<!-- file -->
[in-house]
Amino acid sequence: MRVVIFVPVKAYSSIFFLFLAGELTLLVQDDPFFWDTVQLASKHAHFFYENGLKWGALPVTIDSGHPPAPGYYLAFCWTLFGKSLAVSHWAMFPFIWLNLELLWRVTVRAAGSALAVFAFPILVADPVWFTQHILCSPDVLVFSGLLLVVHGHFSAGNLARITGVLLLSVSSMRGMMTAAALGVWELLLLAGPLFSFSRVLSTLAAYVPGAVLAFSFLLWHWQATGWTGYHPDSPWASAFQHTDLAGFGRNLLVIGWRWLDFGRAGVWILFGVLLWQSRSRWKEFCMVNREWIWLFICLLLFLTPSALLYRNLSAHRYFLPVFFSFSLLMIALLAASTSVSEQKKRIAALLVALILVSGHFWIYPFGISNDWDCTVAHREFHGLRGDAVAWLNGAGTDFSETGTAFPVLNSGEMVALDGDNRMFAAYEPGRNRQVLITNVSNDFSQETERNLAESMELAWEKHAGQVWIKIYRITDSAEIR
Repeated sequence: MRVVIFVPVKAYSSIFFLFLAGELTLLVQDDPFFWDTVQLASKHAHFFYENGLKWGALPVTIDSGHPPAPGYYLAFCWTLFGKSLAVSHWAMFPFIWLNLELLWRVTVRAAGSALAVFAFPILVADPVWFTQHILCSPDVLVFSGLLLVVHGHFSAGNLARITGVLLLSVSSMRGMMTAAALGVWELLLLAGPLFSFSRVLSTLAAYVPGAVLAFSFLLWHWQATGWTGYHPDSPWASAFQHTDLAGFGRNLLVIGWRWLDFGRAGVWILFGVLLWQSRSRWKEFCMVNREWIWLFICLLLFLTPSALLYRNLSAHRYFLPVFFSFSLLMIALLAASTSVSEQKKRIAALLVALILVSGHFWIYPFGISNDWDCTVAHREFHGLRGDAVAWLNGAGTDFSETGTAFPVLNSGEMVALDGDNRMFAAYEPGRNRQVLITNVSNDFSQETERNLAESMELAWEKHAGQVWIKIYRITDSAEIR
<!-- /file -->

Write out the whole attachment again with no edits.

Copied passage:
[in-house]
Amino acid sequence: MRVVIFVPVKAYSSIFFLFLAGELTLLVQDDPFFWDTVQLASKHAHFFYENGLKWGALPVTIDSGHPPAPGYYLAFCWTLFGKSLAVSHWAMFPFIWLNLELLWRVTVRAAGSALAVFAFPILVADPVWFTQHILCSPDVLVFSGLLLVVHGHFSAGNLARITGVLLLSVSSMRGMMTAAALGVWELLLLAGPLFSFSRVLSTLAAYVPGAVLAFSFLLWHWQATGWTGYHPDSPWASAFQHTDLAGFGRNLLVIGWRWLDFGRAGVWILFGVLLWQSRSRWKEFCMVNREWIWLFICLLLFLTPSALLYRNLSAHRYFLPVFFSFSLLMIALLAASTSVSEQKKRIAALLVALILVSGHFWIYPFGISNDWDCTVAHREFHGLRGDAVAWLNGAGTDFSETGTAFPVLNSGEMVALDGDNRMFAAYEPGRNRQVLITNVSNDFSQETERNLAESMELAWEKHAGQVWIKIYRITDSAEIR
Repeated sequence: MRVVIFVPVKAYSSIFFLFLAGELTLLVQDDPFFWDTVQLASKHAHFFYENGLKWGALPVTIDSGHPPAPGYYLAFCWTLFGKSLAVSHWAMFPFIWLNLELLWRVTVRAAGSALAVFAFPILVADPVWFTQHILCSPDVLVFSGLLLVVHGHFSAGNLARITGVLLLSVSSMRGMMTAAALGVWELLLLAGPLFSFSRVLSTLAAYVPGAVLAFSFLLWHWQATGWTGYHPDSPWASAFQHTDLAGFGRNLLVIGWRWLDFGRAGVWILFGVLLWQSRSRWKEFCMVNREWIWLFICLLLFLTPSALLYRNLSAHRYFLPVFFSFSLLMIALLAASTSVSEQKKRIAALLVALILVSGHFWIYPFGISNDWDCTVAHREFHGLRGDAVAWLNGAGTDFSETGTAFPVLNSGEMVALDGDNRMFAAYEPGRNRQVLITNVSNDFSQETERNLAESMELAWEKHAGQVWIKIYRITDSAEIR